The battle to boost the minimum wage escalated Thursday when thousands of workers at fast-food restaurants in 50 U.S. cities walked off the job to demand a "decent" wage.
From San Diego to New York, workers stopped flipping burgers, frying fries, and slathering on secret sauce in what organizers called the largest strikes against the nation's fast-food companies ever.
"You're trying to go up and you're just going down," said protester Shantel Walker, 31, of Brooklyn, who makes $7.25 working at a Papa John's in Manhattan. "All of us are in the same financial crunch. We're trying to take care of our families and our livelihood."
The strikes mark the latest salvo in a nearly yearlong battle to get not only higher wages but an opportunity to unionize without facing retaliation from their employers. The workers' ire, too, is at the very heart of a politicized debate to raise the country's minimum wage that eventually may be decided in Washington.
Labor Secretary Thomas Perez told The Associated Press that the worker strikes were a sign of the need to raise the minimum wage. "For all too many people working minimum wage jobs, the rungs on the ladder of opportunity are feeling further and further apart," he said.
At the core of the workers' demands with the $200 billion fast-food industry is salary starting at $15 an hour from the current $7.25 hourly minimum wage and the $8.94 median wage for front-end workers.
Workers mobilized in cities from Alameda, Calif., to West Haven, Conn., and across the nation, including several demonstrations in New York. To date, strikes have been various cities or regions, but nothing like Thursday's national push involving hundreds of restaurants.
About 200 workers marched through the midtown Manhattan McDonald's on Thursday morning, and more gathered in the downtown financial district. As the streets became more crowded with protesters beating drums and blowing loud whistles, police struggled to keep traffic moving.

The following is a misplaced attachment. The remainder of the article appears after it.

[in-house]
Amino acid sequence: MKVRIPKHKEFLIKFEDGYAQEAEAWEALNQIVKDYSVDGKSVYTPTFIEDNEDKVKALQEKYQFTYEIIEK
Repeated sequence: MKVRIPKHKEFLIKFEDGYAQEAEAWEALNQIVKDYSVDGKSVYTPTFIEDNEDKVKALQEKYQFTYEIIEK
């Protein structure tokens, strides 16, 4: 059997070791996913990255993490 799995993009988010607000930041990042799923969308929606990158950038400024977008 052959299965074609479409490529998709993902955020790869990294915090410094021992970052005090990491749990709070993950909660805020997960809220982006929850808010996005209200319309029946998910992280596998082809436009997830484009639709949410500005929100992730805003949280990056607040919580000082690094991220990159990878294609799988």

The strike comes as more and more fast-food workers making minimum wage are not teenagers, but adults trying to support families, particularly since the Great Recession.
Only 16 percent of fast-food industry jobs now go to teens, down from 25 percent a decade ago. More than 42 percent of restaurant and fast-food employees over 25 have at least some college education, including 753,000 with a bachelor's degree or higher, according to the Bureau of Labor Statistics.
Janul Dixon, 35, came out Thursday to offer his support to the workers. He used to work at Wendy's for a low wage but has since found a job as an exterminator.
"They need to allow people to make enough to support their family," he said. "In New York everything is going up, but wages are not."
The National Restaurant Association has countered that only about 5 percent of fast-food workers earn the minimum wage. Other defenders of the industry note that increased wage costs will be passed onto consumers.
"The restaurant industry provides opportunity to over 13 million Americans with jobs that meet critical needs within our economy. We welcome a national discussion on wages, but it should be based on facts," said Scott DeFife, the association's executive vice president of policy and government affairs. "The restaurant industry is the nation's second largest private sector employer and our industry is an industry of opportunity."
(Read more: Minimum wage hike: Just what the economy ordered?)